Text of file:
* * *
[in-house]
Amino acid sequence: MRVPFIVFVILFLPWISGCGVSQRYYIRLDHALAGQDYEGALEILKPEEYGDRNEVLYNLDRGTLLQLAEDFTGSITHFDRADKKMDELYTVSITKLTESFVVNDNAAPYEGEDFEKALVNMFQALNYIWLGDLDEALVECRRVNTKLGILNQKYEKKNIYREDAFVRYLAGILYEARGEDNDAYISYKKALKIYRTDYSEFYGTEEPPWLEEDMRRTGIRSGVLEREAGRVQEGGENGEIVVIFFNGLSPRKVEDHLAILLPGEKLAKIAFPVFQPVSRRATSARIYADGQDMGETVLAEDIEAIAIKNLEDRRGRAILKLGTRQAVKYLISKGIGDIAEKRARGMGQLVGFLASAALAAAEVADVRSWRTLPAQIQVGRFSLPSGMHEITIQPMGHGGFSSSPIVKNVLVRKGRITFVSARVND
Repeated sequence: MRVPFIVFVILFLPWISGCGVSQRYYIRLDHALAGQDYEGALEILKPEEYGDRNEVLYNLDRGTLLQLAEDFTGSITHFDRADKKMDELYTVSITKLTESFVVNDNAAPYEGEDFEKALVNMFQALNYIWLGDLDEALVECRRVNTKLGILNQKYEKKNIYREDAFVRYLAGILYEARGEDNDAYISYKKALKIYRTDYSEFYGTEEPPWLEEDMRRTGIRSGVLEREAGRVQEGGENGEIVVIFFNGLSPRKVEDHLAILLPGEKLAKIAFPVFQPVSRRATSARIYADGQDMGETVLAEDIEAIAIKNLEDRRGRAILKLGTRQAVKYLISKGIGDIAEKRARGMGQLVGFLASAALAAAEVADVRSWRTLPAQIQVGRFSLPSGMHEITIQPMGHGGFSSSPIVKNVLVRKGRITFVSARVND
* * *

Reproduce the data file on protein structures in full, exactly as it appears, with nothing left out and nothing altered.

[in-house]
Amino acid sequence: MRVPFIVFVILFLPWISGCGVSQRYYIRLDHALAGQDYEGALEILKPEEYGDRNEVLYNLDRGTLLQLAEDFTGSITHFDRADKKMDELYTVSITKLTESFVVNDNAAPYEGEDFEKALVNMFQALNYIWLGDLDEALVECRRVNTKLGILNQKYEKKNIYREDAFVRYLAGILYEARGEDNDAYISYKKALKIYRTDYSEFYGTEEPPWLEEDMRRTGIRSGVLEREAGRVQEGGENGEIVVIFFNGLSPRKVEDHLAILLPGEKLAKIAFPVFQPVSRRATSARIYADGQDMGETVLAEDIEAIAIKNLEDRRGRAILKLGTRQAVKYLISKGIGDIAEKRARGMGQLVGFLASAALAAAEVADVRSWRTLPAQIQVGRFSLPSGMHEITIQPMGHGGFSSSPIVKNVLVRKGRITFVSARVND
Repeated sequence: MRVPFIVFVILFLPWISGCGVSQRYYIRLDHALAGQDYEGALEILKPEEYGDRNEVLYNLDRGTLLQLAEDFTGSITHFDRADKKMDELYTVSITKLTESFVVNDNAAPYEGEDFEKALVNMFQALNYIWLGDLDEALVECRRVNTKLGILNQKYEKKNIYREDAFVRYLAGILYEARGEDNDAYISYKKALKIYRTDYSEFYGTEEPPWLEEDMRRTGIRSGVLEREAGRVQEGGENGEIVVIFFNGLSPRKVEDHLAILLPGEKLAKIAFPVFQPVSRRATSARIYADGQDMGETVLAEDIEAIAIKNLEDRRGRAILKLGTRQAVKYLISKGIGDIAEKRARGMGQLVGFLASAALAAAEVADVRSWRTLPAQIQVGRFSLPSGMHEITIQPMGHGGFSSSPIVKNVLVRKGRITFVSARVND